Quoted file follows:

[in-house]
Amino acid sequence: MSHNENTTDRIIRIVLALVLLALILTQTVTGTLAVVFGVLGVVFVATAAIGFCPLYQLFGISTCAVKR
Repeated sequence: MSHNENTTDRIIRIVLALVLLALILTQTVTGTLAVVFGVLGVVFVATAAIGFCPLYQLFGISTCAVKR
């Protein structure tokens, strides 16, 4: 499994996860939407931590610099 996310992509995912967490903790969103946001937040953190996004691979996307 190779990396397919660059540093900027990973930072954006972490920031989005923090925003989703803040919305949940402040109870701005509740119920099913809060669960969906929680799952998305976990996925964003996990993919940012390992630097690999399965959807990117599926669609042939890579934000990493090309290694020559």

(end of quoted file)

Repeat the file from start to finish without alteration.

[in-house]
Amino acid sequence: MSHNENTTDRIIRIVLALVLLALILTQTVTGTLAVVFGVLGVVFVATAAIGFCPLYQLFGISTCAVKR
Repeated sequence: MSHNENTTDRIIRIVLALVLLALILTQTVTGTLAVVFGVLGVVFVATAAIGFCPLYQLFGISTCAVKR
């Protein structure tokens, strides 16, 4: 499994996860939407931590610099 996310992509995912967490903790969103946001937040953190996004691979996307 190779990396397919660059540093900027990973930072954006972490920031989005923090925003989703803040919305949940402040109870701005509740119920099913809060669960969906929680799952998305976990996925964003996990993919940012390992630097690999399965959807990117599926669609042939890579934000990493090309290694020559």